You have reached the Cape May birding hotline, a service of New Jersey Audubon Society's Cape May Bird Observatory. Highlights of the week ending Nov. 4, 1993 include: TUNDRA SWAN, KING EIDER, ROUGH-LEGGED HAWK, GOLDEN EAGLE, SANDHILL CRANE, AMERICAN AVOCET, WILLET, PARASITIC JAEGER, SHORT-EARED OWL, WESTERN KINGBIRD, DICKCISSEL, IPSWICH SPARROW, GRASSHOPPER SPARROW, LAPLAND LONGSPUR, SNOW BUNTING, EVENING GROSBEAK, raptor and seabird reports, and Christmas Bird Count dates.
An extralimital rarity: a WESTERN GREBE was found on Sunday Oct. 31 at Belmar NJ on the Shark River Inlet. It was seen daily until at least Nov. 3.
This week's nature highlight was the massive early-morning songbird flight on Nov. 2. Over 25,000 Am. Robins passed over the Hawk watch in 3 hours, along with thousands of blackbirds, goldfinches, 52 EVENING GROSBEAKS, lots of EASTERN BLUEBIRDS, PINE SISKINS, and PURPLE FINCHES, hundreds of Tree Swallows and Yellow-rumped Warblers, and a few Am. Pipits and Rusty Blackbirds. Also seen and/or heard from the hawk watch that day were LEAST BITTERNS, AM. BITTERNS, 150 Killdeer, 2 Snow Buntings and a LAPLAND LONGSPUR.
This week could have been called the week of the lingerer. Many species normally not found this late in the season were seen. The list includes: 5 LESSER YELLOWLEGS and 1 WHITE-RUMPED SANDPIPER Nov. 2, a SOLITARY SANDPIPER Nov. 1, a COM. NIGHTHAWK over Sunset Ave. Nov. 4, a Black-billed Cuckoo, an E. Wood-Pewee, a Nashville Warbler, and a N. Oriole at Higbee Nov. 2; N. Rough-winged Swallows at Cape May Point Nov. 1 and 4; a Bank Swallow Nov. 3; a Cliff Swallow in West Cape May Nov. 1; a Barn Swallow Nov. 1; Tennessee and Prairie Warblers Nov. 1 at the Beanery; a Blackpoll Warbler at the Hawk Watch Nov. 4; four DICKCISSELS there Nov. 3; and 3 more N. Orioles there Nov. 3 and 4.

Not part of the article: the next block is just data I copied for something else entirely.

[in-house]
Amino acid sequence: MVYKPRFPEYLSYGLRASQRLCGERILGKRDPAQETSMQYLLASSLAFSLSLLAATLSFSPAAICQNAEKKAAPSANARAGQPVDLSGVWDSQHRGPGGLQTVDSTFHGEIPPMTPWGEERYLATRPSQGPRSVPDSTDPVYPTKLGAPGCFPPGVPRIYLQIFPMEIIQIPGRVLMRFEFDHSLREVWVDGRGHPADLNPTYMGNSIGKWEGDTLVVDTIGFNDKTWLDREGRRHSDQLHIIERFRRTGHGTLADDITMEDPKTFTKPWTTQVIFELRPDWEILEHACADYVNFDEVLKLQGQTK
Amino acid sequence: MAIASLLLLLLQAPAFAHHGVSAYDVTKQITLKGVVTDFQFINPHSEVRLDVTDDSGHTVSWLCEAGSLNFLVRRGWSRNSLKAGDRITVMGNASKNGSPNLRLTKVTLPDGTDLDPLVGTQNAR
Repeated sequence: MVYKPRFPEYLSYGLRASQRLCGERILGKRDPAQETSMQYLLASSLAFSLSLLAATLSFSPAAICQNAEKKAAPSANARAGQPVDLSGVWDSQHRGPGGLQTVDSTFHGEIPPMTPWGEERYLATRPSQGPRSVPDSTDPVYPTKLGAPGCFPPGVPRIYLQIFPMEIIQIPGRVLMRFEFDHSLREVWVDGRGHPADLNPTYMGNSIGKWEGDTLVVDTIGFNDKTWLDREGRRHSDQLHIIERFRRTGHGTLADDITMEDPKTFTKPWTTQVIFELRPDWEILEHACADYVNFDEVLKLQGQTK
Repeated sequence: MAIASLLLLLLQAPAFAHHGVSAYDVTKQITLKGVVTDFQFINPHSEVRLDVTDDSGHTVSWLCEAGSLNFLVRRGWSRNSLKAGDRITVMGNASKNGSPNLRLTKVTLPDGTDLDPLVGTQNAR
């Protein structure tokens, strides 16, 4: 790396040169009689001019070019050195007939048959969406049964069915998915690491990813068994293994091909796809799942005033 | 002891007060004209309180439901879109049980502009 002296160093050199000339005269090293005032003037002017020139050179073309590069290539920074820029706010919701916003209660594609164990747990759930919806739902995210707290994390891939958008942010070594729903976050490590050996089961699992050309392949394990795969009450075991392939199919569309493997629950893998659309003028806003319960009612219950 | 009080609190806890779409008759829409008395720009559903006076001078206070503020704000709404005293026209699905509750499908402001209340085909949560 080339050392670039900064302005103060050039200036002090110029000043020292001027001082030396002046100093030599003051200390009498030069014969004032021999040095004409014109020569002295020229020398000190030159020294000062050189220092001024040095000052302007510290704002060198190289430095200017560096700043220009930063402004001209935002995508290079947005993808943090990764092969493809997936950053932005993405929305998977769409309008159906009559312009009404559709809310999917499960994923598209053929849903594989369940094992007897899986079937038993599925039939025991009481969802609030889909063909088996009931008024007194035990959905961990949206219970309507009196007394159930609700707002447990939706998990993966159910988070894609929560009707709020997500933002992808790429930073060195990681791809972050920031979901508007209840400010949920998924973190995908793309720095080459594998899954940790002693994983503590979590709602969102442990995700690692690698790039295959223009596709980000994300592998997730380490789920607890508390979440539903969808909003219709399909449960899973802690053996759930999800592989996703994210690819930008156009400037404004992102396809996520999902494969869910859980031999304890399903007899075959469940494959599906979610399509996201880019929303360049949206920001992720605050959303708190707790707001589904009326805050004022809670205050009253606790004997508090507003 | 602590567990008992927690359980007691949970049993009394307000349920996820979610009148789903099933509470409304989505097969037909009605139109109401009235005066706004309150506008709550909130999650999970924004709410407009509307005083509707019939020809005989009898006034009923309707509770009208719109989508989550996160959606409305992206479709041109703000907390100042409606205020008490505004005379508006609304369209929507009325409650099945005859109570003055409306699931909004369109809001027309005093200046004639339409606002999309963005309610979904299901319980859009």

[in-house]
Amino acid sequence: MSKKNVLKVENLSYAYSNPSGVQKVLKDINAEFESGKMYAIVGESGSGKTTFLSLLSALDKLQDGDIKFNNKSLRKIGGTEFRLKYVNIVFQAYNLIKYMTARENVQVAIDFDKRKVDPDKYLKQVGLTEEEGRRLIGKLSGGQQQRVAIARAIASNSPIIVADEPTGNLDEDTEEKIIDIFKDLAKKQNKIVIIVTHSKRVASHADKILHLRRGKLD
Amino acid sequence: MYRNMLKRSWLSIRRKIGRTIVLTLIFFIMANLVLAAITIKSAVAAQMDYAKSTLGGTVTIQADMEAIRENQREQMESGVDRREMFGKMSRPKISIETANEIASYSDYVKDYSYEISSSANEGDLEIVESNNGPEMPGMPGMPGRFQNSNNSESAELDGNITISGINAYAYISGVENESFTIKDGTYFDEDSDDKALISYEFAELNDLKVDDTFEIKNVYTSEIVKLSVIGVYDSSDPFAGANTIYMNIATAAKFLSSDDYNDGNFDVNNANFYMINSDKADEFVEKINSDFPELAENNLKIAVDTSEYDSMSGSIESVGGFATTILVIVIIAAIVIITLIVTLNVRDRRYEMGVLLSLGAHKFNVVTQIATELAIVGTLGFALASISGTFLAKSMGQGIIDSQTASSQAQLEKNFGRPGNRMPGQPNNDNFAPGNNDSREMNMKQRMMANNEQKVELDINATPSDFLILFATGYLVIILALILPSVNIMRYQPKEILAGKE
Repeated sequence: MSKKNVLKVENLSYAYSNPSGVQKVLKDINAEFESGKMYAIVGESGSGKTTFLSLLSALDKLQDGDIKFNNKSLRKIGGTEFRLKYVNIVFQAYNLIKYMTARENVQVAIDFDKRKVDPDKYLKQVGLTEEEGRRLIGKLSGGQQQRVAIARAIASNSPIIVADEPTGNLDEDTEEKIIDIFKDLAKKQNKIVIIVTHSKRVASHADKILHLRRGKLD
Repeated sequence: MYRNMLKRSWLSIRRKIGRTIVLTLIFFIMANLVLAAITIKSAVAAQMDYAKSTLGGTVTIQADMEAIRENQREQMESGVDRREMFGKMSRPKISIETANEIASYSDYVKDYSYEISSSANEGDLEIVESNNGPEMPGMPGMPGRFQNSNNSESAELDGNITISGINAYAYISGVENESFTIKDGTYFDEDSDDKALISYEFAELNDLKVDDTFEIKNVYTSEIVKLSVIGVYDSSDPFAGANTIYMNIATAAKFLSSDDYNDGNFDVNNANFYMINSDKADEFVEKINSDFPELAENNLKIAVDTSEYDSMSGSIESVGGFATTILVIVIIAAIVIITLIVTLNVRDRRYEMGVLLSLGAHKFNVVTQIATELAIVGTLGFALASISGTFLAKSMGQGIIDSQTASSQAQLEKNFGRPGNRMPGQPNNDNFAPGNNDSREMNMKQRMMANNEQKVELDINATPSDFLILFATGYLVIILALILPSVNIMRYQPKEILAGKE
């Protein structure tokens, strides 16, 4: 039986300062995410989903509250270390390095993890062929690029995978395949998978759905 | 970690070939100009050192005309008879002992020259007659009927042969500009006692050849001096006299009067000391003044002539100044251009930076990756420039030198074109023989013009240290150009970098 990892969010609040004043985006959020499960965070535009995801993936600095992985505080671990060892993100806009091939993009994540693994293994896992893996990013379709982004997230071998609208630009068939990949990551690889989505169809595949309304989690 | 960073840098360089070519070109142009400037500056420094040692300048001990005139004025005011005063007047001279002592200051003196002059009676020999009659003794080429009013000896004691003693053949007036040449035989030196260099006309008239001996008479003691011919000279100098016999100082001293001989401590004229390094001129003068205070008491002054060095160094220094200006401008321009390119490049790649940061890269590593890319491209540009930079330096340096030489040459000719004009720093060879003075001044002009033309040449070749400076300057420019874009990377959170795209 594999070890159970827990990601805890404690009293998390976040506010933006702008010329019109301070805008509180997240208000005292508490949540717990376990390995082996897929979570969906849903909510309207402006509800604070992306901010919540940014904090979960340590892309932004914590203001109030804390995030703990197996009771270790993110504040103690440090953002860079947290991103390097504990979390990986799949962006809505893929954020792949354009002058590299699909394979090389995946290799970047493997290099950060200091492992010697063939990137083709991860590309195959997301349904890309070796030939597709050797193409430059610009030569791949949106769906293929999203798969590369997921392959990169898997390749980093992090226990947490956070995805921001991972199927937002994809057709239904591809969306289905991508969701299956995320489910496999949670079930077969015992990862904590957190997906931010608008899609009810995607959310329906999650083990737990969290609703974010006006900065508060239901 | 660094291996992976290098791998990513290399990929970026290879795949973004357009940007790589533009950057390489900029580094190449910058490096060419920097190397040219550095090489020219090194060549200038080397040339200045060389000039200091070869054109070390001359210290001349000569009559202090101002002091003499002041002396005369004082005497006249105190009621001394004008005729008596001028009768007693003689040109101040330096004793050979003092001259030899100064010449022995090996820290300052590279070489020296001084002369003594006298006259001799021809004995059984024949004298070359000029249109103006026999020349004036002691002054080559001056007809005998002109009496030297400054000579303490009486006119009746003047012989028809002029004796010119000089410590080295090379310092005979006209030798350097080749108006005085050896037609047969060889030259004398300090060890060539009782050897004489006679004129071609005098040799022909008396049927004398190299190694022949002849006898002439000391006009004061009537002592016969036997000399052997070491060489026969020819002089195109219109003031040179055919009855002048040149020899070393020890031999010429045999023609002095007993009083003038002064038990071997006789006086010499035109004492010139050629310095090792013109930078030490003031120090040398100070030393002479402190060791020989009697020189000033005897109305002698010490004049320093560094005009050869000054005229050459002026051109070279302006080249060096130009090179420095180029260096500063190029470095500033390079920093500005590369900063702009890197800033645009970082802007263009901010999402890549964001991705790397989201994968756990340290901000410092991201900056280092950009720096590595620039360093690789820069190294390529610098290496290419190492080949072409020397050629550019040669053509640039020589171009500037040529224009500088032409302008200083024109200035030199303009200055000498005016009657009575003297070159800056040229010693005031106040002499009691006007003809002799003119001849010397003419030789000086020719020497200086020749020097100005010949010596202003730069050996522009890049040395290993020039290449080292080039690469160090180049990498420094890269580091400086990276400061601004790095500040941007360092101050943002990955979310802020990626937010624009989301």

The raptor count is getting near the 35,000 mark after two very good flights this week. Totals of 1532 and 793 on Nov. 2 and 4 respectively were impressive for November. The count on Nov. 2 exceeded last year's total for all of November. Over a third of the birds counted that day were Turkey Vultures; 545 birds tallied shattered the old record of 200. Also that day there were 3 BLACK VULTURES, 150 N. HARRIERs, 570 SHARP-SHINS, 53 RED-SHOULDERS, 3 BROADWINGS, and 3 imm. GOLDEN EAGLES, and the first ROUGH-LEGGED HAWK of the season. On Nov. 4, 1 BALD EAGLE, 70 N. HARRIERS, 70 COOPERS HAWKS, 10 N. GOSHAWKS, 34 RED-SHOULDERS, AND 225 RED-TAILS were counted.
As of the end of October, the sea watch at Avalon had tallied 288,000 birds. Over 130,000 of these were Scoters, and another 125,000 were Double-crested Cormorants. Other totals include 1000 RED-THROATED LOONS and 41 PARASITIC JAEGERS. Over 13,000 birds were counted on Nov. 3, mostly Scoters.
The drake EURASIAN WIGEON first found on Bunker Pond in Sept. was last seen Oct. 26 and seems to have departed. Among the hundreds of Scoters seen flying by the state park Nov. 3, there was a female-plumaged KING EIDER; another was at the sea watch Nov. 1.
A potpourri of sightings from the week: 3 TUNDRA SWANS, the first of the fall, were over the Hawk watch Oct. 30. Another 5 were seen Nov. 4. The WILLET that has wintered along the Avalon Jetties for the past few years returned Nov. 3. An AM. AVOCET continued at Brigantine at least to Nov. 1. A GRASSHOPPER SPARROW was at Higbee Beach Nov.1, and 3 IPSWICH (SAVANNAH) SPARROWS were found on Nummy Island Oct. 31. A WESTERN KINGBIRD was at Higbee Oct. 29. Owls are migrating through now, and reports of BARN OWLS, SHORT-EARED OWLS, LONG-EARED OWLS, and SAW-WHET OWLS have been received.
Christmas Count dates for this year: Oceanville (Brigantine), Dec. 18, contact Ed Bristow at (609) 641-4671. Belleplain, Dec. 19, contact Paul Kosten (609) 861- 5827. Cape May, Dec. 26, contact Keith Seager, (609) 884-8778. Cumberland County, Jan. 1, contact Clay Sutton, (609) 465-3397; Marmora, Jan. 2, contact Ed Bristow as above.
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Cape May Bird Observatory is a research and education unit of the New Jersey Audubon Society. Our aim is to perpetuate and preserve the ornithological significance of Cape May. Your membership supports these goals and this birding hotline. For more information regarding Cape May birding, our programs and field trips, phone our office or write to CMBO, PO Box 3, Cape May Point, NJ 08212. If you're in the area please stop by our headquarters at 707 East Lake Drive, Cape May Point. The Cape May birding hotline is a service of Cape May Bird Observatory and includes sightings from Cape May, Atlantic, and Cumberland counties and adjacent areas. Updates are made on Thursday evening, more often if warranted. Please report sightings of rare or unusual birds to CMBO at (609) 884-2736. Thank you for calling; good birding.